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The wave of highly publicized sex harassment allegations in the wake of the Harvey Weinstein scandal has come to the National Football League.

A former wardrobe stylist for the NFL Network is suing her ex-employer, alleging sexual harassment, age discrimination, retaliation, wrongful termination and defamation.

Jami Cantor’s Los Angeles Superior Court lawsuit also alleges the network failed to reimburse her for money she spent buying clothing for individuals she was assigned to dress.. She is seeking unspecified damages.

An NFL Network representative could not be immediately reached for comment on the suit filed Oct. 6.

Cantor says she was hired in 2006 and worked at the NFL’s Culver City studio. Part of her job duties involved building “a wardrobe closet so the talent would have clothes to wear at the NFL shows,” according to her court papers.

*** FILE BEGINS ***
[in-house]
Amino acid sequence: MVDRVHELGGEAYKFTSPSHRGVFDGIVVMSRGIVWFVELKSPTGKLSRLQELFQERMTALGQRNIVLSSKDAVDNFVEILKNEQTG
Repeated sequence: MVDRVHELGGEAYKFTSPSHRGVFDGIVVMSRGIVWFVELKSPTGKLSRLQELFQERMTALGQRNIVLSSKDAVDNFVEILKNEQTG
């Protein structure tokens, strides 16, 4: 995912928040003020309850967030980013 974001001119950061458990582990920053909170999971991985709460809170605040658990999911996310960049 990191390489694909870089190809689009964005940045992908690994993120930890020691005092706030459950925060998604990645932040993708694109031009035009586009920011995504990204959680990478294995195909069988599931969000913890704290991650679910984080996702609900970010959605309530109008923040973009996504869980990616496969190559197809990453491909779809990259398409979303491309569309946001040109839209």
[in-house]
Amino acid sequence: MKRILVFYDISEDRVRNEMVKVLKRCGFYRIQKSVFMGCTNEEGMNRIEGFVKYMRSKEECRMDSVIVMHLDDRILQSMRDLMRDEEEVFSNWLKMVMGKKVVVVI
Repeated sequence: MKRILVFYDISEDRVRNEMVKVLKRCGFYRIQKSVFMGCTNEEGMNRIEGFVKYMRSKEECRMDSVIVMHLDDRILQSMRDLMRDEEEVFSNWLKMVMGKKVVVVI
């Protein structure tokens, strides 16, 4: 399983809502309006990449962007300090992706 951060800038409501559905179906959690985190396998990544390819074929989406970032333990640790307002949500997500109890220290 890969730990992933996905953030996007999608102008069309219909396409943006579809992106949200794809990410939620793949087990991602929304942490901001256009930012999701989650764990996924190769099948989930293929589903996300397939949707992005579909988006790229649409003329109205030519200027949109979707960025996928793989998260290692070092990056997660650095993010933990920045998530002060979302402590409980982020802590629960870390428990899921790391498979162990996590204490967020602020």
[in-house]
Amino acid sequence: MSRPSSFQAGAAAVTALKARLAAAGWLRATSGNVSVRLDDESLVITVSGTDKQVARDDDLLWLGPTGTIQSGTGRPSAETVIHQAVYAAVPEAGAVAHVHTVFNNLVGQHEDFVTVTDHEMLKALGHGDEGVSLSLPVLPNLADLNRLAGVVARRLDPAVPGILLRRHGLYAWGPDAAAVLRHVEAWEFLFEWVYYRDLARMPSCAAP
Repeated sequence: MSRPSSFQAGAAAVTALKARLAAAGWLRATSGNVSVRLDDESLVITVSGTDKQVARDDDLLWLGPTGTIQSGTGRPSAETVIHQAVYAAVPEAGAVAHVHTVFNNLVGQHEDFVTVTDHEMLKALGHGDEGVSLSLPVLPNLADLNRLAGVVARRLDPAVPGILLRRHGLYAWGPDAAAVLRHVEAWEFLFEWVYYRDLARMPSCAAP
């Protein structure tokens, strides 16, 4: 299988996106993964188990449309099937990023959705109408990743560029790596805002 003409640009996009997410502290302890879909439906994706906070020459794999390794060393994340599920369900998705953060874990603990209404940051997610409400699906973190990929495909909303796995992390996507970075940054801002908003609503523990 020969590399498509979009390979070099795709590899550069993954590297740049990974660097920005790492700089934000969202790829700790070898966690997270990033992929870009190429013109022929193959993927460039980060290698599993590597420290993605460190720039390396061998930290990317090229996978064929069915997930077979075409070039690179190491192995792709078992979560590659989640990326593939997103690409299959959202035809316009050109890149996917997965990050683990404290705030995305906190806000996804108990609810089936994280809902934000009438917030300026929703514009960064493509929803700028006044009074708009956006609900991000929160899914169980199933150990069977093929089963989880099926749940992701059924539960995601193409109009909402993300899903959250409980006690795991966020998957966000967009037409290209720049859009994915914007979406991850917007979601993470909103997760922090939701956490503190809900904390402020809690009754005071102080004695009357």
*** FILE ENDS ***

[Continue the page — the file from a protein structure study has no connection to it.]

Throughout her employment, Cantor alleges she was subjected to sexual harassment by NFL employees.

“They would touch her butt, breasts, point to their private parts in front of her,” and also made inappropriate comments to Cantor, including, “I can’t handle your (posterior), it is so luscious,” the suit alleges.

The employees also sent her photos of themselves in their underwear and naked in the shower, according to her court papers.

“Nothing was done in response to plaintiff’s complaints,” the suit alleges. “Instead, NFL made it more difficult for plaintiff to do her job by increasing her work load and cutting her hours.”

Cantor used her own credit card to buy clothes for the NFL employees, but was not fully reimbursed, according to the suit, which also alleges she was required to work overtime without pay and was not given meal and rest breaks.

Cantor was fired in October 2016 after falsely being accused of stealing clothing from one of the employees, even though a viewing of an internal video would have shown she took nothing, the suit states.

The company continues to use clothing bought by Cantor to dress their talent, according to the complaint. She was 51 years old when she was fired and her replacement is 30, according to the lawsuit.

— Staff and wire reports

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